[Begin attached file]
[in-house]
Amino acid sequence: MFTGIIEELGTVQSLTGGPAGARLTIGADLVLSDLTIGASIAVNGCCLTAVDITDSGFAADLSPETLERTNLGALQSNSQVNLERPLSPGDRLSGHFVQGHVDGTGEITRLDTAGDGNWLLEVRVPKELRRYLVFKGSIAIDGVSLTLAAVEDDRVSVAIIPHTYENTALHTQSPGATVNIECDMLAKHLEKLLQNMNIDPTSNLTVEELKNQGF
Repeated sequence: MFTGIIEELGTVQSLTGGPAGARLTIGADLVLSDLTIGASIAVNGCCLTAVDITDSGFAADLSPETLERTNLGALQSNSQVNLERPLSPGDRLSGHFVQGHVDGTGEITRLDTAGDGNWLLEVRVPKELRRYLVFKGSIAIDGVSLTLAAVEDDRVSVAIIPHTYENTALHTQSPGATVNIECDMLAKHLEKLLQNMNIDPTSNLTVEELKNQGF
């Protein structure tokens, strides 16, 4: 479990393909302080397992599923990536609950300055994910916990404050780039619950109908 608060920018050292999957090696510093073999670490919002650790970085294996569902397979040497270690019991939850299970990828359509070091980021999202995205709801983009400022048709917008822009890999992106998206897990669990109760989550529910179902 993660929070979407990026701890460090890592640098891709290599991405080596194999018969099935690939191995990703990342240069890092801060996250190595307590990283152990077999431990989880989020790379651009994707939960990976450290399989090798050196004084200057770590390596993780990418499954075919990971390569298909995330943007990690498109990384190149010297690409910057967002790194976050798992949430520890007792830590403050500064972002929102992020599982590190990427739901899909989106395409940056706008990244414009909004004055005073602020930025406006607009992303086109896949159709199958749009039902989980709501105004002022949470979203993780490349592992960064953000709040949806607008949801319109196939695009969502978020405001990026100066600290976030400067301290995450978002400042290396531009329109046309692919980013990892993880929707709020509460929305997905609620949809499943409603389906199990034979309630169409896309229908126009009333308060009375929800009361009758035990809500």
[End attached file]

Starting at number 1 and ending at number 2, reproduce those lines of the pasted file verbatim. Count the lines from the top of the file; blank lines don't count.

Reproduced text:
[in-house]
Amino acid sequence: MFTGIIEELGTVQSLTGGPAGARLTIGADLVLSDLTIGASIAVNGCCLTAVDITDSGFAADLSPETLERTNLGALQSNSQVNLERPLSPGDRLSGHFVQGHVDGTGEITRLDTAGDGNWLLEVRVPKELRRYLVFKGSIAIDGVSLTLAAVEDDRVSVAIIPHTYENTALHTQSPGATVNIECDMLAKHLEKLLQNMNIDPTSNLTVEELKNQGF